In Brazil, after the coup of 1930, when Getúlio Vargas, defeated in the presidential election, overthrew the then Washington Luís, prevented the elected president Júlio Prestes from taking office and assumed power, a period of curtailment of rights and freedoms began, ushering in a dictatorship that would only end in 1945. During this period, Brazilians suffered from limited citizenship and lived through an era of uncertainty, with democracy a distant dream.
Prohibited by Decree-Law No. 3.199, dated April 14, 1941, women's football was only permitted decades later, and the first Brazilian national team was only called up in 1983, which resulted in a huge gap in the development of this sport, even more so when compared to the teams and national teams of other countries that had the opportunity to develop and evolve, while the Brazilians were underground. Since then, a lot has changed, Brazilian women's football has grown, overcame adversity and prejudice, presented us with the emergence of Marta, the best player in the world, and won the hearts of fans. We haven't won Cup yet, but that's only a matter of (a short) time.
The Pelé Museum is honored to host the exhibition "CONTRA-ATAQUE! The women in football", the first to be held here after the death of the King of Football, which fills us with and which would undoubtedly have his support and enthusiasm. In it, visitors will learn about the history of Brazilian football, from its beginnings, through the periods of prohibition, resistance and recovery, in a story of determination and overcoming. It's not an easy road to achieve admiration, respect and recognition, as well as the quest for equality the men's game. There are still few women playing football compared to men, with an approximate ratio of 10:1, meaning that for every ten male players there is one woman playing.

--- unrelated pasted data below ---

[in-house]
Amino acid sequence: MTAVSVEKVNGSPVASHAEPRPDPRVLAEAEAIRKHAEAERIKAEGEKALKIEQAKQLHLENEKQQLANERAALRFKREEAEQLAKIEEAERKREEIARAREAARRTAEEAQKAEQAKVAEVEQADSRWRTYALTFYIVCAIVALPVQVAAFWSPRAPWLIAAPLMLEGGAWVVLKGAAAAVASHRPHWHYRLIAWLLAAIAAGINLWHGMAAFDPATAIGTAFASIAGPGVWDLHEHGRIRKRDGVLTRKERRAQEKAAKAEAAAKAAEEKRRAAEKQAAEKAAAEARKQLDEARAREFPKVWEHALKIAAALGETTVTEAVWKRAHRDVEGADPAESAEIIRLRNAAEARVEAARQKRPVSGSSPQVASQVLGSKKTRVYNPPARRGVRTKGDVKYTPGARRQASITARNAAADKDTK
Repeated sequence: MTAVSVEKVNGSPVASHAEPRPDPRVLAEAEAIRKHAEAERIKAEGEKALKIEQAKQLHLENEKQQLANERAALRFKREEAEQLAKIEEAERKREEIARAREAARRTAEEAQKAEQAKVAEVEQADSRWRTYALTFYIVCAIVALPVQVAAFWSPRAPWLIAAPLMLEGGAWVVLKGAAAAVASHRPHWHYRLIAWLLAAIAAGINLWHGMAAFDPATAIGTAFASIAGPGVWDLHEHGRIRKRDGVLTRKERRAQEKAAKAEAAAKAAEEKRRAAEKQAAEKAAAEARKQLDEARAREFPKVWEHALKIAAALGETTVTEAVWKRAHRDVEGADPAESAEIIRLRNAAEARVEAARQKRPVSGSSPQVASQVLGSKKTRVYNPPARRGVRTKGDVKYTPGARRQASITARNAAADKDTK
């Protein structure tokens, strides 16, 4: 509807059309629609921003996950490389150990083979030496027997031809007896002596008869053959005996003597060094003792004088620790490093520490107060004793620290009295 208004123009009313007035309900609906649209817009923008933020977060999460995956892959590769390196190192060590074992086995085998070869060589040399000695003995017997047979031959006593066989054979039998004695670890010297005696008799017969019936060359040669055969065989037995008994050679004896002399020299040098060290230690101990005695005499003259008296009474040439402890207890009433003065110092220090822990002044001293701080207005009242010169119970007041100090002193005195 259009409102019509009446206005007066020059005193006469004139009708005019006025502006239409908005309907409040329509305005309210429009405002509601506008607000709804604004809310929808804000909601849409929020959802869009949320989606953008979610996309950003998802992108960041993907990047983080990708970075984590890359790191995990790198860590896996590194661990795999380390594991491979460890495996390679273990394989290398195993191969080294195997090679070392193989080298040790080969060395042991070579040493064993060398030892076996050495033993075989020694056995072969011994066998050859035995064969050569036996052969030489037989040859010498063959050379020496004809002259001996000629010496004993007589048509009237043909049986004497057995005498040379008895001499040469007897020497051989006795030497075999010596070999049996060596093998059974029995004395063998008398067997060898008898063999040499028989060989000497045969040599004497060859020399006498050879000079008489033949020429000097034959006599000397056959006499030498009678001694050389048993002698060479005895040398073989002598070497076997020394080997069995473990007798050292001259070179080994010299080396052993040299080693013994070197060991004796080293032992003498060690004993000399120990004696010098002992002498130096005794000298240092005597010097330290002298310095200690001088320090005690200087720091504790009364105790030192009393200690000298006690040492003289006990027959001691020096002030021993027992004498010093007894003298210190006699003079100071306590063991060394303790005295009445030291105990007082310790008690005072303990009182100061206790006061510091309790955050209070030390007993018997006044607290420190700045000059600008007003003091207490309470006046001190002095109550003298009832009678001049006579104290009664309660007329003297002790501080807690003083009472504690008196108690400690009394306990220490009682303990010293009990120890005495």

There is a lot of progress to be made, and this exhibition, as well as showing a rich and exciting story, also aims to encourage more women to get to know and enter the football world, start practicing it and, who knows, participate in the development of this sport that grows, excites, thrills and promotes equality and respect each other.
Enjoy your visit!
The Circus panels are located on the inside of the metal structure, to the right of the exhibition room. They are black, with white, red, purple and gray letters. There are black and white and aged photographs of women's football teams and newspaper articles.